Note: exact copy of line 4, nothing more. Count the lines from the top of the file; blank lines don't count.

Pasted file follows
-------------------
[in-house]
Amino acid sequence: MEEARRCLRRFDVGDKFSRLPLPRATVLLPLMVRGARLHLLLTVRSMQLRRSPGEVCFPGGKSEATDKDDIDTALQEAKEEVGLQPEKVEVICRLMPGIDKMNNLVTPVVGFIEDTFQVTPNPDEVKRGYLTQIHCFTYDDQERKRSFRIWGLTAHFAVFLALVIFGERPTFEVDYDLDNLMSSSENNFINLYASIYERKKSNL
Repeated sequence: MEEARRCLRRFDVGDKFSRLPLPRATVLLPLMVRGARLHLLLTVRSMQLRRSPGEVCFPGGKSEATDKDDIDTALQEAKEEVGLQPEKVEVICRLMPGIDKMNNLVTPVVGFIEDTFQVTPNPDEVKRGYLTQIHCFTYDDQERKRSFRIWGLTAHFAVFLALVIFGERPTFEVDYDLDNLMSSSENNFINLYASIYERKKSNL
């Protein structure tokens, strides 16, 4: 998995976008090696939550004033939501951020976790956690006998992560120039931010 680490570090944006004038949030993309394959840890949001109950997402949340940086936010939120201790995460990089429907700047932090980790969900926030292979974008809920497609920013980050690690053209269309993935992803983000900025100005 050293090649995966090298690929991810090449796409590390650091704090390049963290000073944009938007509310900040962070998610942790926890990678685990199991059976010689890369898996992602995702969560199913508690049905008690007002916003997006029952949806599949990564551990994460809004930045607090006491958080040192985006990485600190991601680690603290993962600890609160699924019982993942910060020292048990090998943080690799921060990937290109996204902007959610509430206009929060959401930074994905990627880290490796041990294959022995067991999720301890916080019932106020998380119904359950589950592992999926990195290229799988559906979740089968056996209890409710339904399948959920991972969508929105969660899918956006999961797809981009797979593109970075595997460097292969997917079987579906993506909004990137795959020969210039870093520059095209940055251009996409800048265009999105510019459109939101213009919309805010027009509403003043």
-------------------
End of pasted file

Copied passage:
């Protein structure tokens, strides 16, 4: 998995976008090696939550004033939501951020976790956690006998992560120039931010 680490570090944006004038949030993309394959840890949001109950997402949340940086936010939120201790995460990089429907700047932090980790969900926030292979974008809920497609920013980050690690053209269309993935992803983000900025100005 050293090649995966090298690929991810090449796409590390650091704090390049963290000073944009938007509310900040962070998610942790926890990678685990199991059976010689890369898996992602995702969560199913508690049905008690007002916003997006029952949806599949990564551990994460809004930045607090006491958080040192985006990485600190991601680690603290993962600890609160699924019982993942910060020292048990090998943080690799921060990937290109996204902007959610509430206009929060959401930074994905990627880290490796041990294959022995067991999720301890916080019932106020998380119904359950589950592992999926990195290229799988559906979740089968056996209890409710339904399948959920991972969508929105969660899918956006999961797809981009797979593109970075595997460097292969997917079987579906993506909004990137795959020969210039870093520059095209940055251009996409800048265009999105510019459109939101213009919309805010027009509403003043």